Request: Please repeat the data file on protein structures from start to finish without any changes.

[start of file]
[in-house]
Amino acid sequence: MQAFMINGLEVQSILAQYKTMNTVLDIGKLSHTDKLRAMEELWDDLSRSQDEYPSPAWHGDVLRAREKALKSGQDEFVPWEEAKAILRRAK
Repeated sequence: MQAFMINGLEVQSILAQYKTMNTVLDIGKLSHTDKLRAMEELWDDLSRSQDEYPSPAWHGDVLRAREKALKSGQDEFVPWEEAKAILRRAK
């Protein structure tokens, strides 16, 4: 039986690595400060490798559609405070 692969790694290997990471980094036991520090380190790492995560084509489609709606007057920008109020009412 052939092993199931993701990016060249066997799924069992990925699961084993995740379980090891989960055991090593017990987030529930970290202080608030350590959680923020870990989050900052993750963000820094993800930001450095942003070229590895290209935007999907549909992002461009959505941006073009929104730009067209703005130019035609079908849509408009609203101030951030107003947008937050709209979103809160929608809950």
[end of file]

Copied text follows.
[in-house]
Amino acid sequence: MQAFMINGLEVQSILAQYKTMNTVLDIGKLSHTDKLRAMEELWDDLSRSQDEYPSPAWHGDVLRAREKALKSGQDEFVPWEEAKAILRRAK
Repeated sequence: MQAFMINGLEVQSILAQYKTMNTVLDIGKLSHTDKLRAMEELWDDLSRSQDEYPSPAWHGDVLRAREKALKSGQDEFVPWEEAKAILRRAK
């Protein structure tokens, strides 16, 4: 039986690595400060490798559609405070 692969790694290997990471980094036991520090380190790492995560084509489609709606007057920008109020009412 052939092993199931993701990016060249066997799924069992990925699961084993995740379980090891989960055991090593017990987030529930970290202080608030350590959680923020870990989050900052993750963000820094993800930001450095942003070229590895290209935007999907549909992002461009959505941006073009929104730009067209703005130019035609079908849509408009609203101030951030107003947008937050709209979103809160929608809950």